“Judge not, that ye be not judged. For with what judgment ye judge, ye shall be judged: and with what measure ye mete, it shall be measured to you again. And why beholdest thou the mote that is in thy brother’s eye, but considerest not the beam that is in thine own eye? Or how wilt thou say to thy brother, Let me pull out the mote out of thine eye; and, behold, a beam is in thine own eye? Thou hypocrite, first cast out the beam out of thine own eye; and then shalt thou see clearly to cast out the mote out of thy brother’s eye. Give not that which is holy unto the dogs, neither cast ye your pearls before swine, lest they trample them under their feet, and turn again and rend you.” —Matthew 7:1-6
One of today’s scripture portions scheduled in the Robert Murray M’Cheyne Daily Bread Bible Reading Plan is Matthew chapter seven. No doubt, we could have gone to any one of the verses given in this blessed chapter for a devotional thought, however, I believe that the opening of this chapter would provide us with a peculiar blessing in God’s sovereignty and the saint’s responsibility.
Our portion opens with the very famous and oft misinterpreted, “Judge not, that ye be not judged.” For the past few years I have smiled in reading this portion because I’m often reminded of my friend, Paul Washer, who has addressed the misinterpretation often with a sarcastic, “Twist not scripture, lest ye be like Satan.” I smile because Brother Paul is right about that.
Many professing believers (and even a great number of unbelievers) think that this verse means that we are to cast all judgment to the wind, and it certainly does not. The following four verses in themselves demand otherwise. As judgment begins in the house of the Lord, it most certainly begins with believing saints, redeemed by the precious blood of Jesus. We must mark within ourselves how we must continually and perpetually trust, not in our own righteousness, because it falls short of the righteousness and perfect sacrifice of Christ Jesus alone (vv2-4); and even if, by God’s grace, a sin has been corrected in my life or in yours, the judgment to discern the sin and fault of a brother in Christ, must be done with delicate surgery in order to remove the splinter from his eye (v5).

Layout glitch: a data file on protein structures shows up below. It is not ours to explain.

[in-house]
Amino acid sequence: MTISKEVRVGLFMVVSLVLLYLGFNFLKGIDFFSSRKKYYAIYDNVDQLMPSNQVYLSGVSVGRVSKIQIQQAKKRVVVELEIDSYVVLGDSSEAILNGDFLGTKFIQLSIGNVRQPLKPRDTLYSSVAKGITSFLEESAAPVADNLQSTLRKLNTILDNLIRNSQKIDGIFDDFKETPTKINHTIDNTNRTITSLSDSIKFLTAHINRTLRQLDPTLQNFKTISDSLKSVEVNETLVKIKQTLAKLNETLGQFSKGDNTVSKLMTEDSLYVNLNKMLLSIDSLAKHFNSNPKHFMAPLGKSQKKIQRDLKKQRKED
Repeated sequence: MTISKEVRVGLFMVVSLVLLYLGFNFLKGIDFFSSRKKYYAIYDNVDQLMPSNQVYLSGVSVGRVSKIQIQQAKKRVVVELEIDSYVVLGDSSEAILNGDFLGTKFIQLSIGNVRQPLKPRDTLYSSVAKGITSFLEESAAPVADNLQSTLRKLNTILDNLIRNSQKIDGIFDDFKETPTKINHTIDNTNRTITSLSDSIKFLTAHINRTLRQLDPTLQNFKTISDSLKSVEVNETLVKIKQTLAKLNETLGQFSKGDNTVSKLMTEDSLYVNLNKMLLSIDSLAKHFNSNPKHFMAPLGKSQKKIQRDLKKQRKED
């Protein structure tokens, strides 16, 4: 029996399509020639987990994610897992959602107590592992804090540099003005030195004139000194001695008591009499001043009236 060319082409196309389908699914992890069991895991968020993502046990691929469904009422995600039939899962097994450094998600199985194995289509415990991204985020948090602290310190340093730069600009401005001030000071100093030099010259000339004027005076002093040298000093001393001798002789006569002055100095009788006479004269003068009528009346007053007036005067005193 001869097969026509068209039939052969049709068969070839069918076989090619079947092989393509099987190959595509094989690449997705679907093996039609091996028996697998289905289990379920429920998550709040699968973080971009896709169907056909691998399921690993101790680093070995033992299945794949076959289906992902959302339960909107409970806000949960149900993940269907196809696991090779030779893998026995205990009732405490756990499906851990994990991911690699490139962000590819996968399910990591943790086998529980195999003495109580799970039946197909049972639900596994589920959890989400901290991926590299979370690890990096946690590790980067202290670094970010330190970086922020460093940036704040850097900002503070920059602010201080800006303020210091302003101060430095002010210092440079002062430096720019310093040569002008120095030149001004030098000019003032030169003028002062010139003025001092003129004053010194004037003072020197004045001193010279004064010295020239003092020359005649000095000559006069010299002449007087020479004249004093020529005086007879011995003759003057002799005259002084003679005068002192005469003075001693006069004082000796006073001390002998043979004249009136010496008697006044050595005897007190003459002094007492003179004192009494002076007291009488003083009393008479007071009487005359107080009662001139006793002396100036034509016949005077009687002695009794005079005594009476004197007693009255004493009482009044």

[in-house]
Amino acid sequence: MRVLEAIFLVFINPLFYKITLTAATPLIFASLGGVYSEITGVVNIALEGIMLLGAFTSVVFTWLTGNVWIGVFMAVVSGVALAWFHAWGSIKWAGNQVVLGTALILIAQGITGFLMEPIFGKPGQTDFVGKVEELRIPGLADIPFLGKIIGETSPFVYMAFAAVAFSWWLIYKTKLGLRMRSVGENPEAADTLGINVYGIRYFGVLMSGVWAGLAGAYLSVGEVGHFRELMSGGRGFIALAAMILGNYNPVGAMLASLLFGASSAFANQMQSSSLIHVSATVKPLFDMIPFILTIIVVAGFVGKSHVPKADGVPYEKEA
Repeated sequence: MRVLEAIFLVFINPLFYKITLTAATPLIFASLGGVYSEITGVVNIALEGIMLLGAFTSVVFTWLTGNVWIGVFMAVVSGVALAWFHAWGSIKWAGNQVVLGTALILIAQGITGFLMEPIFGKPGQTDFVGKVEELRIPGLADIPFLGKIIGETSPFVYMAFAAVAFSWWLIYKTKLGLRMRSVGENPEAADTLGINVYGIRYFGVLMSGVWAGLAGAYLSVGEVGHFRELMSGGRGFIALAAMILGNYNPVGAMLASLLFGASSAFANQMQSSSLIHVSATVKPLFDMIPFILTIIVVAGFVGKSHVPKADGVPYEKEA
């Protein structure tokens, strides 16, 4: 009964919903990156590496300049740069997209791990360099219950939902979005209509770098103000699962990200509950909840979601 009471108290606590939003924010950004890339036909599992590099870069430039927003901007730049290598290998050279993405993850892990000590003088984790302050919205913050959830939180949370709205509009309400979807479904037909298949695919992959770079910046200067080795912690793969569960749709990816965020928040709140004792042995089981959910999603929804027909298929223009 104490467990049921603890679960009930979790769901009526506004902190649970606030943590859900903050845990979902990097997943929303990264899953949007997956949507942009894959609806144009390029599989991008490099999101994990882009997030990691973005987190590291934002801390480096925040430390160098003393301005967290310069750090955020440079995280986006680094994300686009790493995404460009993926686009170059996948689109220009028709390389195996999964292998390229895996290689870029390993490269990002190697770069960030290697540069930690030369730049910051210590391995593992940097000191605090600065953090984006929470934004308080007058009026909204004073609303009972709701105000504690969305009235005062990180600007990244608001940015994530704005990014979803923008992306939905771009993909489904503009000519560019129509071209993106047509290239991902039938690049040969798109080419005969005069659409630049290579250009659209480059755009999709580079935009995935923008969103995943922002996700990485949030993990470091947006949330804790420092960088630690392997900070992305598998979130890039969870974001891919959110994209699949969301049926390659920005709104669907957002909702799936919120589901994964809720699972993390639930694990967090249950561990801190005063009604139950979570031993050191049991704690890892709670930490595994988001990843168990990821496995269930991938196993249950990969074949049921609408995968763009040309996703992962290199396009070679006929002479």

Moreover, verse 6 does not stand alone in this discourse. It is aided by the context of verses 1 through 5, as well as providing further understanding for those preceding verses. If we are not to give “that which is holy unto dogs” nor cast our “pearls before swine,” how will we know without a little discerning knowledge and judgment? We most certainly could not.
Yet, if we are to be obedient to the Lord’s command in verse 6, how can we know that we are not in violation of the Lord’s command in verses 1 through 5. Ah, but one may object and say, “Well, my friend, verses one through five relate to the brethren, those who have been saved by God’s grace.” Yet, says I in answer to the objection, as we are eternal people, saved by the eternal sacrifice of Christ, that soul with whom I am to apply discerning judgment may not be a brother now, nevertheless, he may be, by God’s sovereign grace by and by; and therefore, should not be denied the holy things of God and the precious pearls of the gospel truth and love until he has believed unto salvation and confessed unto righteousness.
These six verses are certainly addressed to the believer in Christ, and applied to our souls by God’s merciful grace. In judgment, we are to honor God’s sovereignty and submit to the circumstances God has ordered in His providence; and moreover, we are to be so intimately submissive to His will, that if the situation should arise that He speaks to our hearts to discontinue the delivery of His gospel truth to one He declares a dog, and He deems to be a swine, then by God’s merciful grace we may surrender in obedience.
Quite often, to discern this will require agonizing prayer, even as our Lord agonized and petitioned thrice on the matter of the cross. Would we be expected to do any less on the application of Christ’s cross upon the soul of a sinner?
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